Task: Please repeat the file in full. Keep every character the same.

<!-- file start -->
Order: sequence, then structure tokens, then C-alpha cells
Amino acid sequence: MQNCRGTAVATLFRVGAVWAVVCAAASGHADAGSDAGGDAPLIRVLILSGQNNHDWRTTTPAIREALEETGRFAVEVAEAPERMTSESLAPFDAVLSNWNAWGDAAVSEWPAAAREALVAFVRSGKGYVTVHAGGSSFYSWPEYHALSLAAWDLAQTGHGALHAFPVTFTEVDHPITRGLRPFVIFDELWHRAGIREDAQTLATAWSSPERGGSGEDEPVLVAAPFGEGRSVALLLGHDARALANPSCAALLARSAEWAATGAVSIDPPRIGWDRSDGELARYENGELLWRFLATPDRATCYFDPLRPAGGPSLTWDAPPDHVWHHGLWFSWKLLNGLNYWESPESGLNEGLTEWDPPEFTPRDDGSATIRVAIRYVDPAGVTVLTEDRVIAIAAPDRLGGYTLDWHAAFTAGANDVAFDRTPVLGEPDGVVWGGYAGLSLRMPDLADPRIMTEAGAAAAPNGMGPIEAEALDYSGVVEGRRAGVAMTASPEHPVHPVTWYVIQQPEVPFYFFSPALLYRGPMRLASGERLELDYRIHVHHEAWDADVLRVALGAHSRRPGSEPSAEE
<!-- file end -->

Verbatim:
Order: sequence, then structure tokens, then C-alpha cells
Amino acid sequence: MQNCRGTAVATLFRVGAVWAVVCAAASGHADAGSDAGGDAPLIRVLILSGQNNHDWRTTTPAIREALEETGRFAVEVAEAPERMTSESLAPFDAVLSNWNAWGDAAVSEWPAAAREALVAFVRSGKGYVTVHAGGSSFYSWPEYHALSLAAWDLAQTGHGALHAFPVTFTEVDHPITRGLRPFVIFDELWHRAGIREDAQTLATAWSSPERGGSGEDEPVLVAAPFGEGRSVALLLGHDARALANPSCAALLARSAEWAATGAVSIDPPRIGWDRSDGELARYENGELLWRFLATPDRATCYFDPLRPAGGPSLTWDAPPDHVWHHGLWFSWKLLNGLNYWESPESGLNEGLTEWDPPEFTPRDDGSATIRVAIRYVDPAGVTVLTEDRVIAIAAPDRLGGYTLDWHAAFTAGANDVAFDRTPVLGEPDGVVWGGYAGLSLRMPDLADPRIMTEAGAAAAPNGMGPIEAEALDYSGVVEGRRAGVAMTASPEHPVHPVTWYVIQQPEVPFYFFSPALLYRGPMRLASGERLELDYRIHVHHEAWDADVLRVALGAHSRRPGSEPSAEE